Biochemical literature provides us with the citations or sources of originaldata. References are specially given at the end of the research paper or anythesis which basically are citations. Each citation is given a specific numberwhich makes it easy to locate a reference. COMPARISON OF VARIOUS TOPICSBiochemicalliterature helps us compare and contrast two different or various differenttopics in the field of biochemistry. Also it helps us compare what we are doingin the historical context of research as well as how our research is differentor original from what others have done , helping us rationalize why we need todo this particular research if we are doing any. By comparison we get to knowabout other research topics alongside our own.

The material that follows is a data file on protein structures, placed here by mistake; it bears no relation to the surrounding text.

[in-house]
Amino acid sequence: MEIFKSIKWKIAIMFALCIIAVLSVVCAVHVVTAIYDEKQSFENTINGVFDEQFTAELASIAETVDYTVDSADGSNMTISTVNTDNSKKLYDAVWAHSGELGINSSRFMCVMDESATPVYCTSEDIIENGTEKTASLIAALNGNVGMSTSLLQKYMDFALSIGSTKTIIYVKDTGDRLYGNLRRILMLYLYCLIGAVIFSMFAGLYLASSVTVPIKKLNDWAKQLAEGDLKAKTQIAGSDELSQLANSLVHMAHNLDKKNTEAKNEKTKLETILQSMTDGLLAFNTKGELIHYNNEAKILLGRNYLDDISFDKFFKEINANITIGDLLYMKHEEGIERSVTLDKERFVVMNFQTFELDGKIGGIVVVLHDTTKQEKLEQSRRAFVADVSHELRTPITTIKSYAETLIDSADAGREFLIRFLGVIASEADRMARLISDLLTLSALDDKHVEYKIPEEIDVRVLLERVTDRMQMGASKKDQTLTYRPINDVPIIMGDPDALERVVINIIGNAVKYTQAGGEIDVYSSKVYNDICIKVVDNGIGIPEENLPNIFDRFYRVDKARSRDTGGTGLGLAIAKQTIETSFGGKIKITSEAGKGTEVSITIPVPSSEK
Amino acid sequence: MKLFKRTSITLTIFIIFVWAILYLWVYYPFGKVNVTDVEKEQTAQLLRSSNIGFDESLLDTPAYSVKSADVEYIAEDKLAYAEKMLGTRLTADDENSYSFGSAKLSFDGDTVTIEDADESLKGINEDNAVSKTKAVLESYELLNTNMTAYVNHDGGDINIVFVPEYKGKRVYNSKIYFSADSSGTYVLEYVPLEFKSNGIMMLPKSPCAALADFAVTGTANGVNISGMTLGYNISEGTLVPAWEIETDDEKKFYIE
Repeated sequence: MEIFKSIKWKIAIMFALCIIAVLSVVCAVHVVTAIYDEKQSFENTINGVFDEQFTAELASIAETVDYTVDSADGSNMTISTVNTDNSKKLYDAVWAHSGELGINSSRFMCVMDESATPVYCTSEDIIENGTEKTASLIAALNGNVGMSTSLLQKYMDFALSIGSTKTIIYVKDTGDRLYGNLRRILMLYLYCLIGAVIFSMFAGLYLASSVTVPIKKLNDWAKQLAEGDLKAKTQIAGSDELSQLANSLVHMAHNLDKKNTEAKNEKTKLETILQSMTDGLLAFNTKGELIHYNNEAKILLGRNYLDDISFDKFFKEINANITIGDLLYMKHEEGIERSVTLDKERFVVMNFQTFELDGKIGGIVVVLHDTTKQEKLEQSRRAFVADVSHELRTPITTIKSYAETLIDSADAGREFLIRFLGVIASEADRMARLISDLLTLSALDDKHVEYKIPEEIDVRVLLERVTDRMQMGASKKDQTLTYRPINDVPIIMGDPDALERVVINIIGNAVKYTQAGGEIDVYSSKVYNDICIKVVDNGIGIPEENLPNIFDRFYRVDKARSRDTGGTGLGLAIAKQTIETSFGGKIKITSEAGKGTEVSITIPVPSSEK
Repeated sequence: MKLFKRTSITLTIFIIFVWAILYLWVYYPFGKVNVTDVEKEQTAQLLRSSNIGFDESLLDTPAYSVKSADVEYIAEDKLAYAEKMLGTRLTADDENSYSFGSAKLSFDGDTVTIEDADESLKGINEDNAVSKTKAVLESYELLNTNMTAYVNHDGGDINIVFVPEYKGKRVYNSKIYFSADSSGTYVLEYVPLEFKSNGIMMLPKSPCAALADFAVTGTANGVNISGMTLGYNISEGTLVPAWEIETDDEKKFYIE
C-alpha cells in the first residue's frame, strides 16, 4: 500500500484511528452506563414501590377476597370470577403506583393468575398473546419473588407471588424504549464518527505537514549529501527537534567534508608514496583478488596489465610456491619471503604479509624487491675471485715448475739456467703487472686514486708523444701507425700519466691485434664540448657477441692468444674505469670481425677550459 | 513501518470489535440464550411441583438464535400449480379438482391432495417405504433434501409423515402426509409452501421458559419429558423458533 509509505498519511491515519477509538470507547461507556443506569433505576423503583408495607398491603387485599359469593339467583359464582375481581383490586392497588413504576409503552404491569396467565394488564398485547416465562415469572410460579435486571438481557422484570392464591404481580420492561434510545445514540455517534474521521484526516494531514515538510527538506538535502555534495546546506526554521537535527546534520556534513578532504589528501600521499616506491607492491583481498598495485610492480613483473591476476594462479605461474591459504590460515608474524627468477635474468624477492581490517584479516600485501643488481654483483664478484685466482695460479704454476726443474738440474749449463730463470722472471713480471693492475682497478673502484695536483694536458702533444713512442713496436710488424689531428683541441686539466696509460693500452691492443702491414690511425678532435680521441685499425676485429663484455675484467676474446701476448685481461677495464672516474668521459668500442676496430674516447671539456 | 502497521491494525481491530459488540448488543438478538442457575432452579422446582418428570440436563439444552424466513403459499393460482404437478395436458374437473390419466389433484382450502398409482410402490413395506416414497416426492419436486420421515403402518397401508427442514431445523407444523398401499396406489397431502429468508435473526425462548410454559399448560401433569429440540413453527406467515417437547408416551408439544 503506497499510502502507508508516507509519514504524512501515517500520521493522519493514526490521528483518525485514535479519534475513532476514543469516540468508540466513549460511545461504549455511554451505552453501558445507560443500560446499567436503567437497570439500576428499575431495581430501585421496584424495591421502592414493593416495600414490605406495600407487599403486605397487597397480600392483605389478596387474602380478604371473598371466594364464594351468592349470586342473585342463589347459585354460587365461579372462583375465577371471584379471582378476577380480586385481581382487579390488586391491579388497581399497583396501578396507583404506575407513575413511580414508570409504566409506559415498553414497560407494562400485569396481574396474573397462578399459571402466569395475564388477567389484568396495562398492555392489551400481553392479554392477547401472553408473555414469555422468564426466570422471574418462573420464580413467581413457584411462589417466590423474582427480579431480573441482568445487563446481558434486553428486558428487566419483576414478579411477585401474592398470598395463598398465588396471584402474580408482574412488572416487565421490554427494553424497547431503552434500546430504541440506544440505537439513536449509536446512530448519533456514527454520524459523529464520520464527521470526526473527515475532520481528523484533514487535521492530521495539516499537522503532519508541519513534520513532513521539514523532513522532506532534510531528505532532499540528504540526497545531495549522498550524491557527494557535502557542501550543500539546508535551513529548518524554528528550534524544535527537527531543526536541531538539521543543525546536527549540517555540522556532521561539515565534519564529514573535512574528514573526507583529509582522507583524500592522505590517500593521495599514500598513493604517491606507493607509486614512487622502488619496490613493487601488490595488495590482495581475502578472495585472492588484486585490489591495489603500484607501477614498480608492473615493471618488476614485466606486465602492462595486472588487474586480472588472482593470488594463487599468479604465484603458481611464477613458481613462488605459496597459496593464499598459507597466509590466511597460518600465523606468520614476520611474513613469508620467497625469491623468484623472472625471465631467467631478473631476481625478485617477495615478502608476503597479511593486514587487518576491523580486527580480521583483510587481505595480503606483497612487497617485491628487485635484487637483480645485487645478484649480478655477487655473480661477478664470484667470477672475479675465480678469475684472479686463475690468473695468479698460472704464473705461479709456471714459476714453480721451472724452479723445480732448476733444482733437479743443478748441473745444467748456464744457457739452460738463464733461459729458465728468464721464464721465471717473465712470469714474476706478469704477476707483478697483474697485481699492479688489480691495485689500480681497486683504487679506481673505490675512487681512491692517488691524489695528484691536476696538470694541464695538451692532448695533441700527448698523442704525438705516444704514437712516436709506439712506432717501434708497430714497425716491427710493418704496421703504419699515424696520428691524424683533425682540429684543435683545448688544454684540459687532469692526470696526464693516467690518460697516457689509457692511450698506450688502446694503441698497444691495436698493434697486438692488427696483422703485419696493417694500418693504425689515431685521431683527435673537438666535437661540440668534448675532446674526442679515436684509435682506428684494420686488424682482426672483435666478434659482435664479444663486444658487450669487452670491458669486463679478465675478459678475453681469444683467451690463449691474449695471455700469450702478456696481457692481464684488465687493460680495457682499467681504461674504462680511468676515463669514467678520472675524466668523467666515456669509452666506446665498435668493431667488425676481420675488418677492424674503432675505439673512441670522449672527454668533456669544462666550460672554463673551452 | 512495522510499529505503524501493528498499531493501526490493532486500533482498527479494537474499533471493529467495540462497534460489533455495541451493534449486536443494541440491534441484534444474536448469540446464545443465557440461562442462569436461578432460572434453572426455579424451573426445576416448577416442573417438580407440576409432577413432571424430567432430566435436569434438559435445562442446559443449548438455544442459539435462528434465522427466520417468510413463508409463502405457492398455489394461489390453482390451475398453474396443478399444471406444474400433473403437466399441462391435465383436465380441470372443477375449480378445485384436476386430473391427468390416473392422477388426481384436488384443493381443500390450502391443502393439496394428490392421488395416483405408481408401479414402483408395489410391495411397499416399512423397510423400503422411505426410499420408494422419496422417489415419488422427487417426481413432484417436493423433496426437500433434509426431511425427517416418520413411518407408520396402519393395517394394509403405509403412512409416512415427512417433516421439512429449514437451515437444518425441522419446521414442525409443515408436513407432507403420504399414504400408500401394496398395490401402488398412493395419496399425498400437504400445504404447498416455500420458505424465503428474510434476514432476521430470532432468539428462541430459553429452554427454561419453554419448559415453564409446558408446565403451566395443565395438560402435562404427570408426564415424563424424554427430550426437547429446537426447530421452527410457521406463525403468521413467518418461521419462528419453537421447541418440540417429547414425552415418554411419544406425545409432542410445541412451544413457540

ANALYSES OF BIOCHEMICAL LITERATUREAnalysesof the biochemical literature shows which journals now contribute most to thesubject and provide a guidance for librarians within a limited budget. Thejournals or papers which are too old are frequently recycled and replenishedwith new ones.